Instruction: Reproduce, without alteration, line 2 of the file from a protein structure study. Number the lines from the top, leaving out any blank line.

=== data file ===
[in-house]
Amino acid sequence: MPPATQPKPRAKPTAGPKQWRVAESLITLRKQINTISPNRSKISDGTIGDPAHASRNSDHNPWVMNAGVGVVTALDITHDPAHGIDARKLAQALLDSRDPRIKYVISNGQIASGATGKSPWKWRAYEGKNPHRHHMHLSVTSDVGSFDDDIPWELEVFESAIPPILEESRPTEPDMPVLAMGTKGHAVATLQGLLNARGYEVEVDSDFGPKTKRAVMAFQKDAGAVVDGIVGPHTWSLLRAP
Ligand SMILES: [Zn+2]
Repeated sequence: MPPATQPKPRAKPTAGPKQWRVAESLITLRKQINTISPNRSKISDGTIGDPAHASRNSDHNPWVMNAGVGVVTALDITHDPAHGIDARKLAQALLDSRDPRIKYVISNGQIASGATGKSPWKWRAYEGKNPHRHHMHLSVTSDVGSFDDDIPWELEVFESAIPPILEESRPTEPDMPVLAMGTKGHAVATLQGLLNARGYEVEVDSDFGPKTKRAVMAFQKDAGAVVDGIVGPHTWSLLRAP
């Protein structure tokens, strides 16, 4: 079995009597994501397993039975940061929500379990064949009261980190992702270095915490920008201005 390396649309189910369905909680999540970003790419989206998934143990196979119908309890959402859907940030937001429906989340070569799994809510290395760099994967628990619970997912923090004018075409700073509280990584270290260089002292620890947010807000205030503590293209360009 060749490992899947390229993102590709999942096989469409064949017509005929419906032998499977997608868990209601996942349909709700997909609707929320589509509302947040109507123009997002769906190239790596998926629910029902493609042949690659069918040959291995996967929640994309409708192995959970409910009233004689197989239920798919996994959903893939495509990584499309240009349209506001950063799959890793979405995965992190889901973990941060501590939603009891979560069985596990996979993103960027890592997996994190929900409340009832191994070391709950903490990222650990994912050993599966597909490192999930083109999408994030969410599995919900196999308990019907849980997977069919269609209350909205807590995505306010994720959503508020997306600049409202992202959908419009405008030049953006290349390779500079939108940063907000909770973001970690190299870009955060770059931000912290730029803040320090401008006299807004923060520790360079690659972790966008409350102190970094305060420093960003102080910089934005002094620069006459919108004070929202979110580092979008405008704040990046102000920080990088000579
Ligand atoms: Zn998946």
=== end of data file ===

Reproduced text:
Amino acid sequence: MPPATQPKPRAKPTAGPKQWRVAESLITLRKQINTISPNRSKISDGTIGDPAHASRNSDHNPWVMNAGVGVVTALDITHDPAHGIDARKLAQALLDSRDPRIKYVISNGQIASGATGKSPWKWRAYEGKNPHRHHMHLSVTSDVGSFDDDIPWELEVFESAIPPILEESRPTEPDMPVLAMGTKGHAVATLQGLLNARGYEVEVDSDFGPKTKRAVMAFQKDAGAVVDGIVGPHTWSLLRAP